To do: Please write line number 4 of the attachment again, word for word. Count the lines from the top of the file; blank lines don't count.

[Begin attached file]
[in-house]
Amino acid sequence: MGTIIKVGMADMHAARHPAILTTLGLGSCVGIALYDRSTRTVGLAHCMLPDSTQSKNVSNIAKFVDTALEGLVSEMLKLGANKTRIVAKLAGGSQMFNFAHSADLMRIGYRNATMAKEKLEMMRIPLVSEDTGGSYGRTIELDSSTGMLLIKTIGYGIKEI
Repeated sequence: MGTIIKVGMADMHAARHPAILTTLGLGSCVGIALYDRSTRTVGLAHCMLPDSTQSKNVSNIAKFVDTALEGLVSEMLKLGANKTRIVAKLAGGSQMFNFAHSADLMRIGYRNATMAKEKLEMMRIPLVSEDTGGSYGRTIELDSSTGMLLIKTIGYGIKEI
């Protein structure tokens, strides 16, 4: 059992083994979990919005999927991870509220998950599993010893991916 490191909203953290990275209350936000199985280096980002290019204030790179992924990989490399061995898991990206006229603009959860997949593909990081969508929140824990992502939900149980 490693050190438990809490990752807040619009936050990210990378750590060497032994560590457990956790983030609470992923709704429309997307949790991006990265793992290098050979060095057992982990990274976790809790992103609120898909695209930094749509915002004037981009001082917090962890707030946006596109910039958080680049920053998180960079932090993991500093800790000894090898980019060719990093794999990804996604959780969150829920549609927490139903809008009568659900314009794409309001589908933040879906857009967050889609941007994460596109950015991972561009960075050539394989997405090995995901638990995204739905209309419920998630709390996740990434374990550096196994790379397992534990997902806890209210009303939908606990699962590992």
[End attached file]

């Protein structure tokens, strides 16, 4: 059992083994979990919005999927991870509220998950599993010893991916 490191909203953290990275209350936000199985280096980002290019204030790179992924990989490399061995898991990206006229603009959860997949593909990081969508929140824990992502939900149980 490693050190438990809490990752807040619009936050990210990378750590060497032994560590457990956790983030609470992923709704429309997307949790991006990265793992290098050979060095057992982990990274976790809790992103609120898909695209930094749509915002004037981009001082917090962890707030946006596109910039958080680049920053998180960079932090993991500093800790000894090898980019060719990093794999990804996604959780969150829920549609927490139903809008009568659900314009794409309001589908933040879906857009967050889609941007994460596109950015991972561009960075050539394989997405090995995901638990995204739905209309419920998630709390996740990434374990550096196994790379397992534990997902806890209210009303939908606990699962590992």